Since 1977, Bargemusic has presented chamber music in an unlikely and startlingly beautiful venue—a floating barge at the foot of the Brooklyn Bridge. Both established and emerging musicians perform at Bargemusic on a small stage with the dramatic backdrop of the East River and lower Manhattan skyline.

From its inception, Bargemusic has been committed to attracting local audiences and enhancing the cultural life of New York by offering frequent, year-round performances of chamber music in a fittingly intimate setting—the type of setting in which chamber music is meant to be heard. To make that unique musical experience available to as many people as possible, Bargemusic presents 220 chamber music concerts annually—four days a week, 52 weeks a year—and offers free tickets to a variety of groups every week, plus a monthly free concert open to the community.

Founder Olga Bloom was 57 years old in 1976 when she gave up her career as a violinist and violist to create Bargemusic. For her “floating concert hall,” she chose a 100-foot steel barge that had been built in 1899 and had served much of the last century as a working vessel in the New York harbor, delivering hand-loaded sacks of coffee for the Erie Lackawanna railroad. Back then the barge was a somber railroad green; now it is painted white, and the last vestige of its prior life hauling coffee is the “EL 375” embossed in the diamond plate steel deck facing the East River.

Olga renovated the barge herself, together with her brother, his wife and preschool daughter, and a violin student of Olga’s. Olga recalls:

“In Averne, a borderline community between Nassau County and Queens, a hospitable boatyard provided us with space and helpful tutelage by experienced waterfront dwellers. We depended on our intuition and a length of string for taking measurements. We solved the problem of achieving good acoustics by the inspiration found in the resonant interior of a violin, and in the practical advice that we visit a maritime scrap yard on Staten Island. The proprietor there, Mr. John Witte, offered a huge supply of paneling, mahogany stripping, and cherry wood benches retired from duty on the original Staten Island ferry The American Legion. For a year and a half I made weekly trips from the scrap yard with materials weighing down my VW Beetle until it almost scraped the ground. En route, truck drivers shouted to me, ‘Yo! Mama.’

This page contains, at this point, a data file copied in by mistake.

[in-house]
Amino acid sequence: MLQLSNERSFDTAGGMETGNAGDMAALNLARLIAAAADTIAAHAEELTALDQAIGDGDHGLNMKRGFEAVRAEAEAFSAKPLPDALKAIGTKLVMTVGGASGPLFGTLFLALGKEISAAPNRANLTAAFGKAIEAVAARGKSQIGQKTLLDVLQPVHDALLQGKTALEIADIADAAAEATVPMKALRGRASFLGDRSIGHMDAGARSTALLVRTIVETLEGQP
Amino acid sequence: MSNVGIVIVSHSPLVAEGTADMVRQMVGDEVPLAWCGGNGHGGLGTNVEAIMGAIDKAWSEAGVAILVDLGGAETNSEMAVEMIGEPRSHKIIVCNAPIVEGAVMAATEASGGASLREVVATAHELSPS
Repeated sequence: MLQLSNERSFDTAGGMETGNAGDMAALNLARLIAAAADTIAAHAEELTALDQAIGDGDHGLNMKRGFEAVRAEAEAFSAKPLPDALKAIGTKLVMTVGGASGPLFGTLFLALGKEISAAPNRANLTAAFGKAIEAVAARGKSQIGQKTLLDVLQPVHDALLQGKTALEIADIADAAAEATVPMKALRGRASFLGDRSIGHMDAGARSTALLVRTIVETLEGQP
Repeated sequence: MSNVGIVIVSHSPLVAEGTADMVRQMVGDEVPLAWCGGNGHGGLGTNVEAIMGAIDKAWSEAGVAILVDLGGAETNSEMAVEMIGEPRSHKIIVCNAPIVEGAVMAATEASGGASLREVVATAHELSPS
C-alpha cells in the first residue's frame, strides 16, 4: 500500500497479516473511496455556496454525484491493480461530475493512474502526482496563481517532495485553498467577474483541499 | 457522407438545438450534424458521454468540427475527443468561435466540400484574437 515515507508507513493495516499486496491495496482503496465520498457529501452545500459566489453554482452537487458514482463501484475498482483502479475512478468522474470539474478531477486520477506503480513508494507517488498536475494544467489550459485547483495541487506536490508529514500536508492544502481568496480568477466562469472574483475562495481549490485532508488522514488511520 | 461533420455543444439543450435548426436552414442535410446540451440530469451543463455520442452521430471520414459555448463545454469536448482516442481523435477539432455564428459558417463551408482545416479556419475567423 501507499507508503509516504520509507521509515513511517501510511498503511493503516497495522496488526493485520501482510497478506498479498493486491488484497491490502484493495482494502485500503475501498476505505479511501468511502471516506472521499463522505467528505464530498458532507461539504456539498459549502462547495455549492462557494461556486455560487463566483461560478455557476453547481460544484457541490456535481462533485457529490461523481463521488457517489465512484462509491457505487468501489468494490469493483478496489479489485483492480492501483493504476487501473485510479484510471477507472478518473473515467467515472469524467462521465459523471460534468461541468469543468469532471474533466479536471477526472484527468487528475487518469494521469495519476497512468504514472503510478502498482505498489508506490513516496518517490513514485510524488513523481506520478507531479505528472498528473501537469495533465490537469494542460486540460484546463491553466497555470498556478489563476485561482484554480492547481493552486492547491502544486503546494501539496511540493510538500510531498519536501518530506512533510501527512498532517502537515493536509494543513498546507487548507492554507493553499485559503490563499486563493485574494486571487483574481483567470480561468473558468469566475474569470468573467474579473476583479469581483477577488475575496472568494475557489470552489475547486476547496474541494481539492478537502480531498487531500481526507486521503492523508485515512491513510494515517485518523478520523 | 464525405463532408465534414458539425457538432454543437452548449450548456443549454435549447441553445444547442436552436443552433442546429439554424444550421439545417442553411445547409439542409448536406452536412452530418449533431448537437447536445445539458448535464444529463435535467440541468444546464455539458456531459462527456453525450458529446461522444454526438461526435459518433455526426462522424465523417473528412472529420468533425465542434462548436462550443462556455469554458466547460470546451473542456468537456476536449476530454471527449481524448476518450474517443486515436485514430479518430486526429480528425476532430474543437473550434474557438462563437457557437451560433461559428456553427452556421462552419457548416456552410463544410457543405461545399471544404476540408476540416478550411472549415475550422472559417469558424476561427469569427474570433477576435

“Captain Hearnley, my neighbor in the Averne boatyard and resident owner of a very small red towboat, was a sensible man. He wore a white cap and always knew what lay underwater. He was the first to suggest the site which we now occupy. When Peter Stanford, who presided over the Maritime Museum at Fulton Ferry Landing, invited us to moor here, Captain Hearnley volunteered to tow us to our new life. It took most of the day to round the coast of Brooklyn because his boat The Wanderer was so small and we were so heavy.

“Today our cargo is beautiful music. Our audience and supporters are the good, brave, strong towboats pulling us along in our destiny—as are the fine artists from all over the world who perform here, and the good, brave, strong captain Mark Peskanov who programs our mystical endeavor.”
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Simeon - 9 Dec 2009